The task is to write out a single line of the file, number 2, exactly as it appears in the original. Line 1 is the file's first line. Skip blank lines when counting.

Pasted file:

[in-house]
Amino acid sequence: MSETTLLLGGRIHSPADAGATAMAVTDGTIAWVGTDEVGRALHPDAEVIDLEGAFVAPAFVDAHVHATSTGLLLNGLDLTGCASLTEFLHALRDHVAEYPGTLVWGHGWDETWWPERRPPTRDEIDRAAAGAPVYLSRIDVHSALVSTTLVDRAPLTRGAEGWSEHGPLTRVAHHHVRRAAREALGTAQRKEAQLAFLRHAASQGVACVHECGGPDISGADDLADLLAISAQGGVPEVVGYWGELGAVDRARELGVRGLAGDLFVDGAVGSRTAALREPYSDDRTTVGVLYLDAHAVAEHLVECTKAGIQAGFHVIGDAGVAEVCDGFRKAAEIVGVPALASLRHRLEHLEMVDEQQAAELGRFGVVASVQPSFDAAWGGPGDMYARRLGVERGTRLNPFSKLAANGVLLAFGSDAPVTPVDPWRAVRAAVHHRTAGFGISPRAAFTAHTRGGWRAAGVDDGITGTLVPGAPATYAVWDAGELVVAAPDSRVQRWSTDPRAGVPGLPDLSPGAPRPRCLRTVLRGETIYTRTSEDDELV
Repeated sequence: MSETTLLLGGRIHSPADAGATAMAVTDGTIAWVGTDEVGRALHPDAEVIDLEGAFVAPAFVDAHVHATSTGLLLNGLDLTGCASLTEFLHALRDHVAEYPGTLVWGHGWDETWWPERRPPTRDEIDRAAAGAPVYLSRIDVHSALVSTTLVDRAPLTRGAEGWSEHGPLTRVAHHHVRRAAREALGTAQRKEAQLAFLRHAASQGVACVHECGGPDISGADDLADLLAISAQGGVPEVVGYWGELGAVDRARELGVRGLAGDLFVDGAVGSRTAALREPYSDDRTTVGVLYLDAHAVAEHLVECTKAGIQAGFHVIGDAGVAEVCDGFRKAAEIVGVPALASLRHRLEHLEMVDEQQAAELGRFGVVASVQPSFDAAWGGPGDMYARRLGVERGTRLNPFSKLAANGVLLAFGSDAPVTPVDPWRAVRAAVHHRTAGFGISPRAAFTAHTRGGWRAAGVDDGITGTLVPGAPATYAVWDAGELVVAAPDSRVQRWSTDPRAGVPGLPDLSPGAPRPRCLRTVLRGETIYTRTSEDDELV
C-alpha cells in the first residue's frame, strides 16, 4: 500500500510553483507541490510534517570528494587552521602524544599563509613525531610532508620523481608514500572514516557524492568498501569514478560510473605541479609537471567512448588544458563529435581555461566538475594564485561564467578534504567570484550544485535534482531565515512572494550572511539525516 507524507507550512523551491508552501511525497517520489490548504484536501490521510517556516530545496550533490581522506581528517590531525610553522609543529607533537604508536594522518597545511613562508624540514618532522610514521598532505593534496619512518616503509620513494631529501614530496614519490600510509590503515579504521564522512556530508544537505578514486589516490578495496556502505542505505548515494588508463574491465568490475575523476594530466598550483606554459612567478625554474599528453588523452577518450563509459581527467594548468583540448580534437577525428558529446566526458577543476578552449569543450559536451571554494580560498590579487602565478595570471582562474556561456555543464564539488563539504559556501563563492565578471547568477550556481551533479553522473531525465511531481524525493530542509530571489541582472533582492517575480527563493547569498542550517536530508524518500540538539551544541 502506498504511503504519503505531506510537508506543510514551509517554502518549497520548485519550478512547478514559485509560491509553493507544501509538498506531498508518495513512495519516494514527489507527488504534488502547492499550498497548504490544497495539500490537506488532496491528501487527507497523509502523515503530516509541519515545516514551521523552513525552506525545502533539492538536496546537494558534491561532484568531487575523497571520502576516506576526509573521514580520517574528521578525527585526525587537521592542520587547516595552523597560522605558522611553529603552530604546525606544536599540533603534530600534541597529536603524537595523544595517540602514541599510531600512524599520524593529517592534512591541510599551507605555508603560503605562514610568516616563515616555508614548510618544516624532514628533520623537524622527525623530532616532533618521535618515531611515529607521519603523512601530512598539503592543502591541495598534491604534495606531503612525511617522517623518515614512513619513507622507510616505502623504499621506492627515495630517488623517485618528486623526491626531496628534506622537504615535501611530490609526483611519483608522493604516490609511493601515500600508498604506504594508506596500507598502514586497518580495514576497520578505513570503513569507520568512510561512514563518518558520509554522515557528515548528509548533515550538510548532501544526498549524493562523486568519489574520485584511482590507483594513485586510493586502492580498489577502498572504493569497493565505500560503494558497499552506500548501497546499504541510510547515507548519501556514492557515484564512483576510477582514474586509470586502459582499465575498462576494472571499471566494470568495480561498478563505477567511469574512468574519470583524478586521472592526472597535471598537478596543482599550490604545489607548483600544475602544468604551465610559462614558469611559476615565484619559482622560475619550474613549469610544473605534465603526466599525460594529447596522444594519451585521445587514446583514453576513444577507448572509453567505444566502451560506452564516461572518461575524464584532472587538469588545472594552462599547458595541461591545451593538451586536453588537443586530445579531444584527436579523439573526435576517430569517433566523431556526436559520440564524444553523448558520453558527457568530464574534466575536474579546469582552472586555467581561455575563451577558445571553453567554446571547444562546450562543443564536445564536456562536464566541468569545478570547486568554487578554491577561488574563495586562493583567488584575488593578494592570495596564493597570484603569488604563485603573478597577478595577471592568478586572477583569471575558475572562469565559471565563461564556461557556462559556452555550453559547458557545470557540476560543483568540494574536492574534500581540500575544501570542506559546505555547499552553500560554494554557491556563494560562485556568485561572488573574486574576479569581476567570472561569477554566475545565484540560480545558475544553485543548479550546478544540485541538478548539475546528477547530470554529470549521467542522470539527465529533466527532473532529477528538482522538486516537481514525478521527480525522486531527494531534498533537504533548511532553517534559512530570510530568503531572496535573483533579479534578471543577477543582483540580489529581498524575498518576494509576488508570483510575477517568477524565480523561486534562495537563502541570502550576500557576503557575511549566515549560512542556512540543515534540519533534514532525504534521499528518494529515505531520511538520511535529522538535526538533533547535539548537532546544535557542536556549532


Amino acid sequence: MSETTLLLGGRIHSPADAGATAMAVTDGTIAWVGTDEVGRALHPDAEVIDLEGAFVAPAFVDAHVHATSTGLLLNGLDLTGCASLTEFLHALRDHVAEYPGTLVWGHGWDETWWPERRPPTRDEIDRAAAGAPVYLSRIDVHSALVSTTLVDRAPLTRGAEGWSEHGPLTRVAHHHVRRAAREALGTAQRKEAQLAFLRHAASQGVACVHECGGPDISGADDLADLLAISAQGGVPEVVGYWGELGAVDRARELGVRGLAGDLFVDGAVGSRTAALREPYSDDRTTVGVLYLDAHAVAEHLVECTKAGIQAGFHVIGDAGVAEVCDGFRKAAEIVGVPALASLRHRLEHLEMVDEQQAAELGRFGVVASVQPSFDAAWGGPGDMYARRLGVERGTRLNPFSKLAANGVLLAFGSDAPVTPVDPWRAVRAAVHHRTAGFGISPRAAFTAHTRGGWRAAGVDDGITGTLVPGAPATYAVWDAGELVVAAPDSRVQRWSTDPRAGVPGLPDLSPGAPRPRCLRTVLRGETIYTRTSEDDELV